"What we obtain too cheap, we esteem too lightly; it is dearness only that gives everything its value." - Thomas Paine
Predictably, Apple (AAPL) has bounced back nicely off its post earnings disappointment lows of late January. It is important to remember that Apple beat both top and bottom line expectations during that quarter. The main driver of the ~8% sell-off was that iPhone sales for the quarter came in at 51mm - an all-time record - but were short of the consensus estimates (55mm to 57mm).
I still see Apple as a value stock at this stage of its existence but with growth kickers that could be significant catalysts to capital appreciation as they become apparent to a larger audience.
The Value Story:
Apple sells for under 13x this year's expected earnings, a discount to the overall market multiple of ~15x. The company should also see year over year revenue growth of 5% to 7% which is above the projected 4% sales increase that is the current consensus for the S&P 500 during 2014.
This S&P 500 revenue forecast should be taken with a grain of sale as well. In a piece in The Wall Street Journal on Monday, Thomson Reuters was cited as noting that with around half of S&P 500 companies reporting so far in the quarter, revenue growth was running just 1% above year-over-year levels.
This is far below the 4% gains the consensus forecast is calling for in 2014. It is even below the anemic 2% increases of 2013. At this point in time I have a lot more confidence in Apple hitting its projected revenue growth than the overall market.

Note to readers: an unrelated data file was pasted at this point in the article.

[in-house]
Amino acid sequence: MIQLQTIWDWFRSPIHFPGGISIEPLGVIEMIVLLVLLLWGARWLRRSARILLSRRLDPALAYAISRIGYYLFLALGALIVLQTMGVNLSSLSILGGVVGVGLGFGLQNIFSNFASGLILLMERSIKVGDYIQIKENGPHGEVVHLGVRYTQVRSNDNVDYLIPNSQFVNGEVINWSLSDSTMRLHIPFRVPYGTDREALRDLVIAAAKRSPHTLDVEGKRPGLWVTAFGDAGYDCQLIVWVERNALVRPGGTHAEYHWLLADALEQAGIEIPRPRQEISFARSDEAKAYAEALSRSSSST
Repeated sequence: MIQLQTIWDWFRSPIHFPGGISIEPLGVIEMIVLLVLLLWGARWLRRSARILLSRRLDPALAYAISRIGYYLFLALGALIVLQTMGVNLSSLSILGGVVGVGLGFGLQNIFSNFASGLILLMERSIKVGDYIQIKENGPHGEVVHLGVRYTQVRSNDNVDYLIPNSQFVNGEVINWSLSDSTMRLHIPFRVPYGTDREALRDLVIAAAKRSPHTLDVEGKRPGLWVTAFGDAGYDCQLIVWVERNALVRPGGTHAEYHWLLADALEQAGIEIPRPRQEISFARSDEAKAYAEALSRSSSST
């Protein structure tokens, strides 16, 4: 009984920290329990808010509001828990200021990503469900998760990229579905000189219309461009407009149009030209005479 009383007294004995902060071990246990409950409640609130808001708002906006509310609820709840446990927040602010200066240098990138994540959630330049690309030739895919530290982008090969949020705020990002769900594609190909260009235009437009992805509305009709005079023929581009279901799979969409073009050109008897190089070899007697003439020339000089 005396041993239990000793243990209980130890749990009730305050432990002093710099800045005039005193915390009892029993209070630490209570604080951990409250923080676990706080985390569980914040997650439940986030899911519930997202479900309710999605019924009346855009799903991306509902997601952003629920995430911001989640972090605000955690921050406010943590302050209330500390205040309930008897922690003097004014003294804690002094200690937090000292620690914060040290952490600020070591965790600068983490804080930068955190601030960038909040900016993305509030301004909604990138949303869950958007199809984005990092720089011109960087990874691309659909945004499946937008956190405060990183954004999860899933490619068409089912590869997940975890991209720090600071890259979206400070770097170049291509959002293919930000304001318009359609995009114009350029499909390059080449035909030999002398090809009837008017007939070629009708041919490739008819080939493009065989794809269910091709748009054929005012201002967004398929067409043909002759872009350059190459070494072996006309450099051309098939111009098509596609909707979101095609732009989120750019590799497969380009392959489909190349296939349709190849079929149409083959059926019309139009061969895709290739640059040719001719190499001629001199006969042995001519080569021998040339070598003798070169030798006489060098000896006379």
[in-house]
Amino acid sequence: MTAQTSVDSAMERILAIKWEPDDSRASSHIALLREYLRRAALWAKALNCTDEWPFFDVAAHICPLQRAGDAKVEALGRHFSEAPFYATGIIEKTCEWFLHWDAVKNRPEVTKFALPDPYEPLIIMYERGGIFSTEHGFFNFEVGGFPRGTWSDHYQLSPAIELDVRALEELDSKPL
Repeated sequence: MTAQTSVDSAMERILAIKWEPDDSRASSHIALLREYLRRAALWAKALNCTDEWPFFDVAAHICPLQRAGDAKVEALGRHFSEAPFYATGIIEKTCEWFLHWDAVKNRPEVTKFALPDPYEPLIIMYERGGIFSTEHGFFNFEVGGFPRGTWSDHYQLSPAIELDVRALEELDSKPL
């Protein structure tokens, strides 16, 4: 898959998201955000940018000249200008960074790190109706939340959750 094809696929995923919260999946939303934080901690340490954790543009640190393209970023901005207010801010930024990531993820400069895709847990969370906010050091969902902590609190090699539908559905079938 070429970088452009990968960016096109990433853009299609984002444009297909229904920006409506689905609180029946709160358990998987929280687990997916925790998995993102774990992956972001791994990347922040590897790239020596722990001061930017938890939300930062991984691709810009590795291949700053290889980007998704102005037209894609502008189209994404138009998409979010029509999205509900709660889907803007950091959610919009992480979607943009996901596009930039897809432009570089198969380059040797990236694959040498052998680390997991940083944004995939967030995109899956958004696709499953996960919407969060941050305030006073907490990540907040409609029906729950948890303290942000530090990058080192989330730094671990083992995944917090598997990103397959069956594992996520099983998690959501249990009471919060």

These statistics do not even account for Apple's huge hoard of net cash and marketable securities. This stood at ~$159B at the end of the just completed quarter. In the quarter Apple added some $12B to this balance. Think about that. The company returned more than $40B to shareholders via buybacks and dividends over the prior six quarters, and it is still adding ~$1B a week to its net cash balance.
Evidently, the size of this balance was finally too much for the company. On the recent dip, Apple bought an additional $14B in stock. This should increase EPS by 2% in the coming year due to the reduce float. Not that shareholders should worry, at its current cash accumulation pace; the company should be back up past the ~$155B level by the end of the current quarter provided it takes no additional capital allocation actions.
Apple has now returned some $57B to shareholders in a little over a year and a half. The share repurchases have already retired ~10% of the company's outstanding float. This is almost enough to pay off Puerto Rico's - an island of some 4mm - total of $70B of outstanding debt which was just downgraded to junk status.
In addition, Apple still has ~$20B left on its current stock repurchase authorization plan. Carl Icahn is pushing for another $50B to be returned to shareholders via buybacks in short order during the upcoming shareholder meeting. I don't think his proposal will be approved by shareholders, but I do see a continuation of enhanced share buybacks in Apple's future.